Expanding the Genetic Code in Xenopus laevis Oocytes

Authors

  • Dr. Shixin Ye,

    Corresponding author
    1. Ecole Normale Supérieure, Institut de Biologie de l'ENS, IBENS, 46 rue d'Ulm, Paris 75005 (France)
    2. Inserm, U1024, 46 rue d'Ulm, Paris 75005 (France)
    3. CNRS, UMR8197, 46 rue d'Ulm, Paris 75005 (France)
    • Ecole Normale Supérieure, Institut de Biologie de l'ENS, IBENS, 46 rue d'Ulm, Paris 75005 (France)
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  • Morgane Riou,

    1. Ecole Normale Supérieure, Institut de Biologie de l'ENS, IBENS, 46 rue d'Ulm, Paris 75005 (France)
    2. Inserm, U1024, 46 rue d'Ulm, Paris 75005 (France)
    3. CNRS, UMR8197, 46 rue d'Ulm, Paris 75005 (France)
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  • Stéphanie Carvalho,

    1. Ecole Normale Supérieure, Institut de Biologie de l'ENS, IBENS, 46 rue d'Ulm, Paris 75005 (France)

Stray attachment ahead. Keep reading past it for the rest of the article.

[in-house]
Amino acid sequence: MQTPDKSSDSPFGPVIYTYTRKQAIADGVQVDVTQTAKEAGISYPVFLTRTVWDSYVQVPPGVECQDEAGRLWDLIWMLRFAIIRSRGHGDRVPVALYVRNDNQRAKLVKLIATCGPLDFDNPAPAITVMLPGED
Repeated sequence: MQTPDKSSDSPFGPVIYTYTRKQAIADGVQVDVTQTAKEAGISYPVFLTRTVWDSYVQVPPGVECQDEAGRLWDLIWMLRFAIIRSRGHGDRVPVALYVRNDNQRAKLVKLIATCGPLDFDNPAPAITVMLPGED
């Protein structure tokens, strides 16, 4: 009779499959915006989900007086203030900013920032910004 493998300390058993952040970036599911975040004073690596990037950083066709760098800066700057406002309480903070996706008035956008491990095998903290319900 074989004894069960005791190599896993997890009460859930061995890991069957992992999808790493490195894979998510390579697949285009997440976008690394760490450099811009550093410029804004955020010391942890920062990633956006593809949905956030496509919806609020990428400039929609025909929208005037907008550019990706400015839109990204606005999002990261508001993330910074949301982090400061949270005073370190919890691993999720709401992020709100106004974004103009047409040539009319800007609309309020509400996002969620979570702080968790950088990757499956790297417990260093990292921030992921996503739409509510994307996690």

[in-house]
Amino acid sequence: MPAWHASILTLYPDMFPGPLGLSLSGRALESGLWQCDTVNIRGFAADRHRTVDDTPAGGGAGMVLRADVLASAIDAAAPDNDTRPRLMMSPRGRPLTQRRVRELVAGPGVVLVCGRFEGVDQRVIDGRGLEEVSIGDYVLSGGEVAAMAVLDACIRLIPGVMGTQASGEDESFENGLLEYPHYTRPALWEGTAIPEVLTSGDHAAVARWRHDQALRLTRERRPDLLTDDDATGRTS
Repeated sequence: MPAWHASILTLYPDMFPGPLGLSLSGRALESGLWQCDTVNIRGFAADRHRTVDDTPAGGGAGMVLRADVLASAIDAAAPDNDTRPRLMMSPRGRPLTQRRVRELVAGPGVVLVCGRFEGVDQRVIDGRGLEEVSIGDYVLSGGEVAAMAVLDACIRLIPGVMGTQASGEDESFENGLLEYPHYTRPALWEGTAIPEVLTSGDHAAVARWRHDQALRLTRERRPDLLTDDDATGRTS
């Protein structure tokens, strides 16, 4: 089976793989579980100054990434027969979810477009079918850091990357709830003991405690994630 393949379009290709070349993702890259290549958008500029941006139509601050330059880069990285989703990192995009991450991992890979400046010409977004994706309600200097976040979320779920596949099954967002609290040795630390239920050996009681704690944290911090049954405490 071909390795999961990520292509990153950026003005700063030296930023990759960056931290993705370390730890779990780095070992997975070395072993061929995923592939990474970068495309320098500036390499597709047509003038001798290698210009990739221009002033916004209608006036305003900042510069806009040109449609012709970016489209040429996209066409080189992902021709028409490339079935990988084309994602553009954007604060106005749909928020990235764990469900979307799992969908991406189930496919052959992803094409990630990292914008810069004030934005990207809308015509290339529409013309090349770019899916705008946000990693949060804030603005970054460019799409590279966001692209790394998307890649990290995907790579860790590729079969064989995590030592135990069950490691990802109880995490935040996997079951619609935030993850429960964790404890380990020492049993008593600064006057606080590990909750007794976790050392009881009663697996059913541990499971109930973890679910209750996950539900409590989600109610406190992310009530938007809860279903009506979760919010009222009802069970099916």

2. Inserm, U1024, 46 rue d'Ulm, Paris 75005 (France)
    3. CNRS, UMR8197, 46 rue d'Ulm, Paris 75005 (France)
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  • Dr. Pierre Paoletti

    Corresponding author
    1. Ecole Normale Supérieure, Institut de Biologie de l'ENS, IBENS, 46 rue d'Ulm, Paris 75005 (France)
    2. Inserm, U1024, 46 rue d'Ulm, Paris 75005 (France)
    3. CNRS, UMR8197, 46 rue d'Ulm, Paris 75005 (France)
    • Ecole Normale Supérieure, Institut de Biologie de l'ENS, IBENS, 46 rue d'Ulm, Paris 75005 (France)
    Search for more papers by this author

Abstract

Heterologous expression of ligand-gated ion channels (LGICs) in Xenopus laevis oocytes combined with site-directed mutagenesis has been demonstrated to be a powerful approach to study structure–function relationships. In particular, introducing unnatural amino acids (UAAs) has enabled modifications that are not found in natural proteins. However, the current strategy relies on the technically demanding in vitro synthesis of aminoacylated suppressor tRNA. We report here a general method that circumvents this limitation by utilizing orthogonal aminoacyl-tRNA synthetase (aaRS)/suppressor tRNACUA pairs to genetically encode UAAs in Xenopus oocytes. We show that UAAs inserted in the N-terminal domain of N-methyl-D-aspartate receptors (NMDARs) serve as photo-crosslinkers that lock the receptor in a discrete conformational state in response to UV photo treatment. Our method should be generally applicable to studies of other LGICs in Xenopus oocytes.

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